TIR-Y-FFORDD-LAS (the land of the green road.) In the parish of
TIR-Y-MAERDY (the land of the steward's house.) A copyhold
tenement in the manor of Llystalybont (1673.)
TIR-Y-MAES-MAWR (the land of the big field.) A tenement in the
parish of Pentyrch and lordship of Miscyn (1666.)
TIR-Y-MUD (the mute's land.) In the Parish of Llanishen (1702.)
TIR-Y-POLYN. A tenement in the manor of Pentyrch (c. 1670.)
TIR-Y-SAITH-ERW (the land of the seven acres.) In Whitchurch
TIR-Y-TON-LLWYD (the land of the grey layland.) A tenement in
the parish of Saint Fagan and lordship of Miscyn (1666.)
TIR-Y-TY-GWYN (the land of the white house.) In the parish of
Roath, near Pont-Lleici. A freehold tenement of the manor of
TIR-Y-WAUN-LLWYD (the land of the grey meadow.) Six acres
in the parish of Llanishen (1704.)
TIR-Y-WHIT. Forty acres in the parish of Llanishen (1704.)
TIR-Y-WIL. A piece of land adjoining the northern boundary of
TIRECROFT. Five acres of demesne land in the lordship of
"TIREVEYNE." Three acres in the demesne land of the lordship of
TOM JOHN'S HOUSE. A rambling old thatched tenement in the
parish of Whitchurch, on the west side of the Caerphilly Road.
TON-MAWR (the great layland.) A free tenement in the manor of
TON-GWYNLAS, "the green layland," i.e., grassy fallow land. A
township six miles north of Cardiff, on the Merthyr road, in
the chapelry of Whitchurch, parish of Llandaff.
TON-YR-YWEN (the yew-tree layland.) A farmhouse on the east
side of the Llanishen Road, at the third milestone north from
Cardiff, on the Heath.
"TORCOTEFELD." (fn. 4) A piece of land in the farm of the grange in the
lordship of Leckwith (1492.)
"TORECOTESHOKES." Pasture land in the lordship of Leckwith
TOWN HOUSE, The. A building which belonged to the burgesses.
It stood near the High Cross, on the south side of the
Guildhall, and figures in Speed's map of 1610.
TOWN MILLS, The. One of the two water grist-mills under the
west wall of Cardiff Castle (1492.)
TOWNFIELD, The. A piece of common land, belonging to the
burgesses in certain shares. One piece of it was the property
of the parish church of Saint John (1550.) The Survey of 1666
speaks of the Town Land, in the West Ward, whereon a certain
house was built. The burgage rent of this house was unknown.
"TRANE." A hamlet in the parish of Llantrisant (1799.)
TREASURER'S ACRES. Meadow land on Ely Moor, belonging to
the Treasurer's Manor of Llandaff, and divided into Treasurer's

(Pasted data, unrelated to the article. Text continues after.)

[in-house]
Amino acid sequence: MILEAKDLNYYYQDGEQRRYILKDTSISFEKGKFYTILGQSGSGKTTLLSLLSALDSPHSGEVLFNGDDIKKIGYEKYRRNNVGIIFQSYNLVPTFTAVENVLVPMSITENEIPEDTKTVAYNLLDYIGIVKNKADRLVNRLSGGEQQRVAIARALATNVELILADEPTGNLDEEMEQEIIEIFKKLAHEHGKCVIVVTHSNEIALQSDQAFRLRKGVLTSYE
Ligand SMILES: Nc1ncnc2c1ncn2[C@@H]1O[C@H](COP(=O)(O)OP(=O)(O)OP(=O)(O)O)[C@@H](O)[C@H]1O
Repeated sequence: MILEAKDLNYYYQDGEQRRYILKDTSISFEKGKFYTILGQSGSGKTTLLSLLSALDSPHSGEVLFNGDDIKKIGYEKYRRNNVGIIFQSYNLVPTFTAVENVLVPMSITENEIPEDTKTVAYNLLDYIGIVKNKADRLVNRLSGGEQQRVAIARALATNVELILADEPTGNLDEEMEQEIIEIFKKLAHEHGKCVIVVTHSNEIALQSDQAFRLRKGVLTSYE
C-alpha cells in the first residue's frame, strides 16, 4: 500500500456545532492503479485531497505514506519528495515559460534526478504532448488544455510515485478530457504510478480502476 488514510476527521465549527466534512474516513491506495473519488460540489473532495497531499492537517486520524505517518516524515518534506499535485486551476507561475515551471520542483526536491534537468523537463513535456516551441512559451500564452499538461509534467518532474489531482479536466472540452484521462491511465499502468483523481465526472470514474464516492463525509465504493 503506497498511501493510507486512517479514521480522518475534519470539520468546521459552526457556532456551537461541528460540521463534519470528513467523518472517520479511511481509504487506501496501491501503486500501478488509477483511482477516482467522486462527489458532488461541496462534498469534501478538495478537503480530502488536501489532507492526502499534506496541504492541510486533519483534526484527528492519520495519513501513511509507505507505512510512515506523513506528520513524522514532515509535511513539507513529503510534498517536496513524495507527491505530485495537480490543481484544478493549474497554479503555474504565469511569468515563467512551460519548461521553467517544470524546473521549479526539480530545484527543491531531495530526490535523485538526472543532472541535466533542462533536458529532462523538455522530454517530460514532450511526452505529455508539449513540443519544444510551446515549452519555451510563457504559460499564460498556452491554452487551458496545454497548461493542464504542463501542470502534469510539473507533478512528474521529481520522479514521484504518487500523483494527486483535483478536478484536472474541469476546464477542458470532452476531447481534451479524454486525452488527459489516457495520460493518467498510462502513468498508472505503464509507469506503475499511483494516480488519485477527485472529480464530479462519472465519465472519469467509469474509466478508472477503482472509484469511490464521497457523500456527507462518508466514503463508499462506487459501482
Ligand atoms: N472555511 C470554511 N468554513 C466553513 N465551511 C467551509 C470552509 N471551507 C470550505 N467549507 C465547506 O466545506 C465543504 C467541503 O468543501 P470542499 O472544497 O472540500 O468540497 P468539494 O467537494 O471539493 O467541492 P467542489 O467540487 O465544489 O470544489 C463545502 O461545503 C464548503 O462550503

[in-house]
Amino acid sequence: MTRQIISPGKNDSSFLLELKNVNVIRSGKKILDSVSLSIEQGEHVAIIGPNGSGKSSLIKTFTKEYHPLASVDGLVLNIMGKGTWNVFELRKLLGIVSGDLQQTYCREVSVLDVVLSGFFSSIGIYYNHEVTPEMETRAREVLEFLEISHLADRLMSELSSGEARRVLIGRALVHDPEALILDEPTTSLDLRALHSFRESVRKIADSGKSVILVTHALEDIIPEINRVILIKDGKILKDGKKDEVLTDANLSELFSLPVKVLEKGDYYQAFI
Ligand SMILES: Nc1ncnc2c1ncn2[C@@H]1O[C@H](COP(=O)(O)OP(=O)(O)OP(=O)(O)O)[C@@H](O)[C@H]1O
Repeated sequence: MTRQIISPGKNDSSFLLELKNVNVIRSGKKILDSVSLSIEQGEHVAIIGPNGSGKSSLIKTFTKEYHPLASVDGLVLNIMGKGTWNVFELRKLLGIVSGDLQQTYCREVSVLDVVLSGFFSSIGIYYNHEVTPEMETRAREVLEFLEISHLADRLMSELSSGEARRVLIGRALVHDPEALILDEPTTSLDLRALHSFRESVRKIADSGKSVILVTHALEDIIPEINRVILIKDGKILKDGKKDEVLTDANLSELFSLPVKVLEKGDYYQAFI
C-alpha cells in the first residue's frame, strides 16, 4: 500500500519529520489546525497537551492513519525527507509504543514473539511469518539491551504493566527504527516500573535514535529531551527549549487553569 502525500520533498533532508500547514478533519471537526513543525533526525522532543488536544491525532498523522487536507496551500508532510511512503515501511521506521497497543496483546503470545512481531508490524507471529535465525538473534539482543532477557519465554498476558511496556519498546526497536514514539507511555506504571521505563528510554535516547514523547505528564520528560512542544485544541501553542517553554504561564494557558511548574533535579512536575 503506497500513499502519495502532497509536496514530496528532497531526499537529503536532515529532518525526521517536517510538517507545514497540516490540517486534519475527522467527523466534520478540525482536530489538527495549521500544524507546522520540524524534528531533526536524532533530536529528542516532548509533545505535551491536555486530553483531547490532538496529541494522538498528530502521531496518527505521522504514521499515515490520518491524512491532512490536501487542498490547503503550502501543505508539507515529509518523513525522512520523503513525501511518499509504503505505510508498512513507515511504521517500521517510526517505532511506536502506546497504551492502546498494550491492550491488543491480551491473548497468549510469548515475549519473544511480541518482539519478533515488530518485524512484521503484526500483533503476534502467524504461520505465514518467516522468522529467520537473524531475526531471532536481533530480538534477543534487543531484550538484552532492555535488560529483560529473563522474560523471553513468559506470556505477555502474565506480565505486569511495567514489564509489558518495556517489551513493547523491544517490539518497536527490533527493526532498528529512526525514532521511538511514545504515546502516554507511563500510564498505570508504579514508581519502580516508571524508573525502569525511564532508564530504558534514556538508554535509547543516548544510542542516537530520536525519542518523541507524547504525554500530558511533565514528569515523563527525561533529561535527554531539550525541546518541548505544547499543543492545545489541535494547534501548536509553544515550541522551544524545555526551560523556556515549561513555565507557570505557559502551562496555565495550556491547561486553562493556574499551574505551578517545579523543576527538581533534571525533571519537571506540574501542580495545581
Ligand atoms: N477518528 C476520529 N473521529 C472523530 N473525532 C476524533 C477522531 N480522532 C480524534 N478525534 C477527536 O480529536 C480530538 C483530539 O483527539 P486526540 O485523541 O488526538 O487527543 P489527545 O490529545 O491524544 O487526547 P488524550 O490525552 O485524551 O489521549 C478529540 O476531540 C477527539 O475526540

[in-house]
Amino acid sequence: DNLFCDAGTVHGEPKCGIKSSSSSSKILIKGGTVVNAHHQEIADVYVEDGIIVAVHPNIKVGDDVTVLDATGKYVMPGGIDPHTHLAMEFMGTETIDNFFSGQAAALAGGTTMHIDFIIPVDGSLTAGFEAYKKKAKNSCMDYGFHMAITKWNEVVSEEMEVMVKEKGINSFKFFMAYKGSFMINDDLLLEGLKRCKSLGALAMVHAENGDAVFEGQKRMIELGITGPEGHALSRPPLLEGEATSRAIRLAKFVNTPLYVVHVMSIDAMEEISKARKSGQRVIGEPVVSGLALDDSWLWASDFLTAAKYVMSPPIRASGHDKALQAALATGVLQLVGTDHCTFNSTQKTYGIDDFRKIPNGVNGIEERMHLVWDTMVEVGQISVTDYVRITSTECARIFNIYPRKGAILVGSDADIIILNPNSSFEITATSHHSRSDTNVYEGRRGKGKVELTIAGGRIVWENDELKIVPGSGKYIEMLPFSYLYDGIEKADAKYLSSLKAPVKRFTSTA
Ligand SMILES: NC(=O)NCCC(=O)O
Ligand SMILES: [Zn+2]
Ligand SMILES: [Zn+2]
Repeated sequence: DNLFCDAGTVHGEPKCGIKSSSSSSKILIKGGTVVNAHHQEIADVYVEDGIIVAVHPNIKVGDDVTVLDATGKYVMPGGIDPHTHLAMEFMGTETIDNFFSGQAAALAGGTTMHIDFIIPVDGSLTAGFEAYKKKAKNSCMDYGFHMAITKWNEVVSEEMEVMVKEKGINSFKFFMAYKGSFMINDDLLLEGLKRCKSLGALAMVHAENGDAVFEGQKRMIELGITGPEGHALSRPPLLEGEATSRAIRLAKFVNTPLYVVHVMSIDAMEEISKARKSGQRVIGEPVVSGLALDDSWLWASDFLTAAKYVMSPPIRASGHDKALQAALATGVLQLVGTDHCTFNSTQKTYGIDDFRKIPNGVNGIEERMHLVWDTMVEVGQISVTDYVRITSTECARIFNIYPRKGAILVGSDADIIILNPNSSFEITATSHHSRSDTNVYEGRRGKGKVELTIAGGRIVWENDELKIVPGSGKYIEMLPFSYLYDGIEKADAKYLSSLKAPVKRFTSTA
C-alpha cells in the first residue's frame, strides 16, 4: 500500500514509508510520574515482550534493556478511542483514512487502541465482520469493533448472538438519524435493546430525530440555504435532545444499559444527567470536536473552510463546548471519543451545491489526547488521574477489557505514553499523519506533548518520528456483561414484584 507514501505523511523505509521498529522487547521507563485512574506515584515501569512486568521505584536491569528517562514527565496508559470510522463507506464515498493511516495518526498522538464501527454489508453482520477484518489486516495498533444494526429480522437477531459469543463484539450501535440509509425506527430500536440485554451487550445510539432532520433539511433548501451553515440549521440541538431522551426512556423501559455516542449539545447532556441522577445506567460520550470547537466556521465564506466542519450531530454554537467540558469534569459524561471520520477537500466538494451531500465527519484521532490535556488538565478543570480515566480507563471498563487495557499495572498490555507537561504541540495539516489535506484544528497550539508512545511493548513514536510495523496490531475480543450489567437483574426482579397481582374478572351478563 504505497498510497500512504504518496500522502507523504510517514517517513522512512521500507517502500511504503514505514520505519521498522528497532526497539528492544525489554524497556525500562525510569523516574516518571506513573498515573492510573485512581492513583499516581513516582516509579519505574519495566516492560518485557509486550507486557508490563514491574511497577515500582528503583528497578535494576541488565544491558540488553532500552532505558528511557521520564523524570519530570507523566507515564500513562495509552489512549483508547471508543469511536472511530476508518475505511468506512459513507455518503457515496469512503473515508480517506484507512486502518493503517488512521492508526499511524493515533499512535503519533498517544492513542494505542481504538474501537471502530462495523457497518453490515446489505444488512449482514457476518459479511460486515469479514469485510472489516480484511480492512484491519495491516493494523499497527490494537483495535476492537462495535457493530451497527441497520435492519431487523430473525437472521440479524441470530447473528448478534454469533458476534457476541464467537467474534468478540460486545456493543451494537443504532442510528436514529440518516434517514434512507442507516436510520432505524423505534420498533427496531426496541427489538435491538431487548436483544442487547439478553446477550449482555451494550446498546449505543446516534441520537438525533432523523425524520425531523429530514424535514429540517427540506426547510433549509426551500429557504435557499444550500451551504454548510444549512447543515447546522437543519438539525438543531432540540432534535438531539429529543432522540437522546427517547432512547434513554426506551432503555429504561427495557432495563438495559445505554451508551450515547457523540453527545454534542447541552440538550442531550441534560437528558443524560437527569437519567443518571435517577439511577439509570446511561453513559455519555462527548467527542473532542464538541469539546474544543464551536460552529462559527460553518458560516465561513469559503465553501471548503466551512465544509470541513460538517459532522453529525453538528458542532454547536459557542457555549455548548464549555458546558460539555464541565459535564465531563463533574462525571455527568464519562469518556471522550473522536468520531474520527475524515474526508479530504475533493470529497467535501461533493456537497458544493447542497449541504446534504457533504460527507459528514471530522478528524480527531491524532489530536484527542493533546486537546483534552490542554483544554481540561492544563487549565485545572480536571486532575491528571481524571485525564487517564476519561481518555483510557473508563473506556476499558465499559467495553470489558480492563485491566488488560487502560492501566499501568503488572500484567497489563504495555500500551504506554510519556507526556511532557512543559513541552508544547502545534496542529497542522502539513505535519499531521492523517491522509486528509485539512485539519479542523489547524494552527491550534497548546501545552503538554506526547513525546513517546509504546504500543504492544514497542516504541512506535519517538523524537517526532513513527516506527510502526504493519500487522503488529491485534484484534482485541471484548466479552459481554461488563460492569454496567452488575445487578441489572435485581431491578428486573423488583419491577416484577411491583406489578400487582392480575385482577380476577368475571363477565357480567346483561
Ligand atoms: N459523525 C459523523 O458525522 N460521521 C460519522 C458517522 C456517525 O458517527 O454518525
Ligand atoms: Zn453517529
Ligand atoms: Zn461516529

White Acre and Treasurer's Black Acre, in the parish of
TREDELERCH (the homestead of swans.) The Welsh name for
the village and parish of Rhymny or Rumney. The d in this
word possesses philological interest, being an intrusive consonant which appears also in late Cornish—a language to
which Gwentian Welsh is closely akin. (fn. 5)
TREODA (the abode of Oda, or Odyn.) An ancient messuage in the
village of Whitchurch, immediately north of the remains of
Whitchurch Castle. In the Middle Ages it was the home of a
Welsh chieftain and his descendants.
TREFEURIG (the habitation of Meuric.) An ancient mansion, long
the seat of the Bevan family, in the parish of Llantrisant.
TREGOCHES. A free tenement in the parish of Saint Fagan
TREGYRNOG (the habitation of Curnock, or the horned habitation.)
A farm in the parish of Saint Fagan.
TRERAIG. A farm in the parish of Llantrisant (1811.)
"TREVENNETH." A tenement in the parish of Llantrisant (1547.)
TREWERN (the habitation among the alder-trees.) A farm in the
chapelry of Llanilltern.
TRI-CHWARTER-CAERDYDD (the Cardiff three-quarters of an
acre.) A piece of land on the shore of the East Moor (1764.)
TRINITY BREWYN. The land between Saint John's Churchyard
and the Hayes, belonging to the Guild of the Holy Trinity
(1542.) Perhaps identical with the Trinity Ground named in
the same document as the above.
TRINITY STREET. The thoroughfare which borders Saint John's
churchyard on the west and leads from the east end of Church
Street to the Hayes. It was sometimes styled Saint John
Street, and Vicarage Street. The name of Trinity Street is
derived from the Trinity Garden, which, occupied the north
end of the Hayes (1821.)
TRISTYPE. A parcel of land in the lordship of Whitchurch, held
with the fulling mill in 1492.
TROCKER'S ACRE. An acre of land near Adamsdown, in the
lordship of Roath (1542.)
TROWBRIDGE BACH (Little Trowbridge.) A farm in the parish
TUCK'S LANDS. Held with the Wedal (1637.)
TUMBLING CLOSE, The. A field just outside the east wall of the
town, by the canal and Hayes bridge. Bridge Street was
made out of it in 1825.
TUMP, The. In Welsh, Y Twyn. A piece of rough grass-land at
Penarth, on which football used to be played about the middle